$1.2 billion housing bond was approved 3 years ago. Not a single unit has been produced. Costs have overrun by $100k per unit over past predictions. At an average cost of $531,373 per unit building costs of many of the homeless units will exceed the median sale price of a market-rate condominium. In the city of Los Angeles, the median price for a condo is $546,000.
Prices rose dramatically because of higher-than-expected costs for items other than actual construction, such as consultants and financing. Instead of the 10,000 apartments touted by city leaders as the goal of the bond issue, the city measure known as Proposition HHH is now projected to provide a total of 7,640. The hope is that the new apartments, combined with dormitory-style shelters and other facilities, can make a dent in the city's unsheltered homeless population.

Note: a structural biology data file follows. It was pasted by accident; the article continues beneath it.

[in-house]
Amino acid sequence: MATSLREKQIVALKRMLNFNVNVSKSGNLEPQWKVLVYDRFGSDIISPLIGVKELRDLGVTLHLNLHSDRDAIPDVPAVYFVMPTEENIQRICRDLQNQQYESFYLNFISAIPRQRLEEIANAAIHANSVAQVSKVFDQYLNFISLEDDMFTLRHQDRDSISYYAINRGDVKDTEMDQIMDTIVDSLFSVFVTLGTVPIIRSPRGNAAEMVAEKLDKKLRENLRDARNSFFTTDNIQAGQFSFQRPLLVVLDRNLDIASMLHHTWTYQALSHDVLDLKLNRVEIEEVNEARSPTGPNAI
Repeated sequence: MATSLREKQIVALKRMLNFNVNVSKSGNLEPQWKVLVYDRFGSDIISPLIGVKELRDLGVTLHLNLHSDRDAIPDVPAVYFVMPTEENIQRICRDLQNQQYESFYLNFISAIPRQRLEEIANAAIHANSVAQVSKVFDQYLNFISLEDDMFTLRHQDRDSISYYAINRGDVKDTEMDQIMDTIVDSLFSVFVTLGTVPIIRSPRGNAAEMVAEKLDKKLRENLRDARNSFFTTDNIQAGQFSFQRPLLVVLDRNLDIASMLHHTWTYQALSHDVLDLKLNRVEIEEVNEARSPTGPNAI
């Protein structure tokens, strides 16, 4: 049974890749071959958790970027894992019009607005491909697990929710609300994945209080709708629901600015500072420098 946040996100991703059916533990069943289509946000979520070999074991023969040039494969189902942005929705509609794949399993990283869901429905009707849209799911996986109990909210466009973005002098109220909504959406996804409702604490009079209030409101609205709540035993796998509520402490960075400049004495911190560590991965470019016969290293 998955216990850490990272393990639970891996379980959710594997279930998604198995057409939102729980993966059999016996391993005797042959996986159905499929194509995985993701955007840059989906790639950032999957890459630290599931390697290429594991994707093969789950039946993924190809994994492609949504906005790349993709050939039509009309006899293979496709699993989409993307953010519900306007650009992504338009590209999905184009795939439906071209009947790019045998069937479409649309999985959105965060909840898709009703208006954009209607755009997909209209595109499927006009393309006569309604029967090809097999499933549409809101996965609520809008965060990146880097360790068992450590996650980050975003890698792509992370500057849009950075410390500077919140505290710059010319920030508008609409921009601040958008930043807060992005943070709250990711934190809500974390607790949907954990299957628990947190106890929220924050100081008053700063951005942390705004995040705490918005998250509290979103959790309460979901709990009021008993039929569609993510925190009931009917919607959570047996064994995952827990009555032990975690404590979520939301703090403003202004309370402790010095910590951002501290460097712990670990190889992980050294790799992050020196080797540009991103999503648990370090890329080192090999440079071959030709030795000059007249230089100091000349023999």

Part of the problem with costs is that some of the projects are being built in some of the most-expensive areas of the city. More apartments could be built at a lower cost, the study found, if they were resituated in lower-cost, outlying areas.
The city also could promote lower-cost alternatives to traditional apartment buildings. Some 975 apartments will be in six projects in which the cost will average $351,965, with some as little as $200,000 a unit.